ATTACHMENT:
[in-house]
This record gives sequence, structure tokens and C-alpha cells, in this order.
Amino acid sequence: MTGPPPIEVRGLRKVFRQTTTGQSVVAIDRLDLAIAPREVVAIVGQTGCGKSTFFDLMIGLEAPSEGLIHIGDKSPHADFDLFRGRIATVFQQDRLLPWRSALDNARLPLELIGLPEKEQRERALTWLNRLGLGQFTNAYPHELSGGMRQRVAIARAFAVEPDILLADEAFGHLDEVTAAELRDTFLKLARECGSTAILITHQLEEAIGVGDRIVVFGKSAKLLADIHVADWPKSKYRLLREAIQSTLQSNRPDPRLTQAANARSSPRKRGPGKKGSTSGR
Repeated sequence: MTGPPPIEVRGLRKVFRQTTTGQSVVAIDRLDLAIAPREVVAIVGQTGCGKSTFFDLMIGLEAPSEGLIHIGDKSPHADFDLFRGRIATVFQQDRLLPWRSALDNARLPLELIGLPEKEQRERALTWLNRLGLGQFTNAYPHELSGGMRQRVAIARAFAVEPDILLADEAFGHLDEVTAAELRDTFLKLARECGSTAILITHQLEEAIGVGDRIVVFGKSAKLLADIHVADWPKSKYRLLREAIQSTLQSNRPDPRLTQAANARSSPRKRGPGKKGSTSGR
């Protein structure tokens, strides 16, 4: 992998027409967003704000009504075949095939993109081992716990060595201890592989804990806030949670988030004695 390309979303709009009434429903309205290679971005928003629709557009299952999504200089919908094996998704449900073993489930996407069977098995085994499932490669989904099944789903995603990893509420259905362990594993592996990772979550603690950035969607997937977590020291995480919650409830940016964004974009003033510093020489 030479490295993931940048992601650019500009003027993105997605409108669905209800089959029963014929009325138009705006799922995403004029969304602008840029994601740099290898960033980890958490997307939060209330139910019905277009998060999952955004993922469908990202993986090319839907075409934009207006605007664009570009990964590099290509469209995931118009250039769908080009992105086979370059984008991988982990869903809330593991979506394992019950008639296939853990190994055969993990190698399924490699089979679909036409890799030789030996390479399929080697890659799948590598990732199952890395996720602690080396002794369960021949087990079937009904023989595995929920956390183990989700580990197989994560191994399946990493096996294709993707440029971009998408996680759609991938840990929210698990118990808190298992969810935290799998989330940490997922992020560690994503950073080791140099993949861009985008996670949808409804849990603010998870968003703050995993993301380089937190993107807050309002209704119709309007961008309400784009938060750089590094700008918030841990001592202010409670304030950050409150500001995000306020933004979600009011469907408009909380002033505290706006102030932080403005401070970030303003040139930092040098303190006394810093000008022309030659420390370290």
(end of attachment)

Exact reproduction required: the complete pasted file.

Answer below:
[in-house]
This record gives sequence, structure tokens and C-alpha cells, in this order.
Amino acid sequence: MTGPPPIEVRGLRKVFRQTTTGQSVVAIDRLDLAIAPREVVAIVGQTGCGKSTFFDLMIGLEAPSEGLIHIGDKSPHADFDLFRGRIATVFQQDRLLPWRSALDNARLPLELIGLPEKEQRERALTWLNRLGLGQFTNAYPHELSGGMRQRVAIARAFAVEPDILLADEAFGHLDEVTAAELRDTFLKLARECGSTAILITHQLEEAIGVGDRIVVFGKSAKLLADIHVADWPKSKYRLLREAIQSTLQSNRPDPRLTQAANARSSPRKRGPGKKGSTSGR
Repeated sequence: MTGPPPIEVRGLRKVFRQTTTGQSVVAIDRLDLAIAPREVVAIVGQTGCGKSTFFDLMIGLEAPSEGLIHIGDKSPHADFDLFRGRIATVFQQDRLLPWRSALDNARLPLELIGLPEKEQRERALTWLNRLGLGQFTNAYPHELSGGMRQRVAIARAFAVEPDILLADEAFGHLDEVTAAELRDTFLKLARECGSTAILITHQLEEAIGVGDRIVVFGKSAKLLADIHVADWPKSKYRLLREAIQSTLQSNRPDPRLTQAANARSSPRKRGPGKKGSTSGR
């Protein structure tokens, strides 16, 4: 992998027409967003704000009504075949095939993109081992716990060595201890592989804990806030949670988030004695 390309979303709009009434429903309205290679971005928003629709557009299952999504200089919908094996998704449900073993489930996407069977098995085994499932490669989904099944789903995603990893509420259905362990594993592996990772979550603690950035969607997937977590020291995480919650409830940016964004974009003033510093020489 030479490295993931940048992601650019500009003027993105997605409108669905209800089959029963014929009325138009705006799922995403004029969304602008840029994601740099290898960033980890958490997307939060209330139910019905277009998060999952955004993922469908990202993986090319839907075409934009207006605007664009570009990964590099290509469209995931118009250039769908080009992105086979370059984008991988982990869903809330593991979506394992019950008639296939853990190994055969993990190698399924490699089979679909036409890799030789030996390479399929080697890659799948590598990732199952890395996720602690080396002794369960021949087990079937009904023989595995929920956390183990989700580990197989994560191994399946990493096996294709993707440029971009998408996680759609991938840990929210698990118990808190298992969810935290799998989330940490997922992020560690994503950073080791140099993949861009985008996670949808409804849990603010998870968003703050995993993301380089937190993107807050309002209704119709309007961008309400784009938060750089590094700008918030841990001592202010409670304030950050409150500001995000306020933004979600009011469907408009909380002033505290706006102030932080403005401070970030303003040139930092040098303190006394810093000008022309030659420390370290």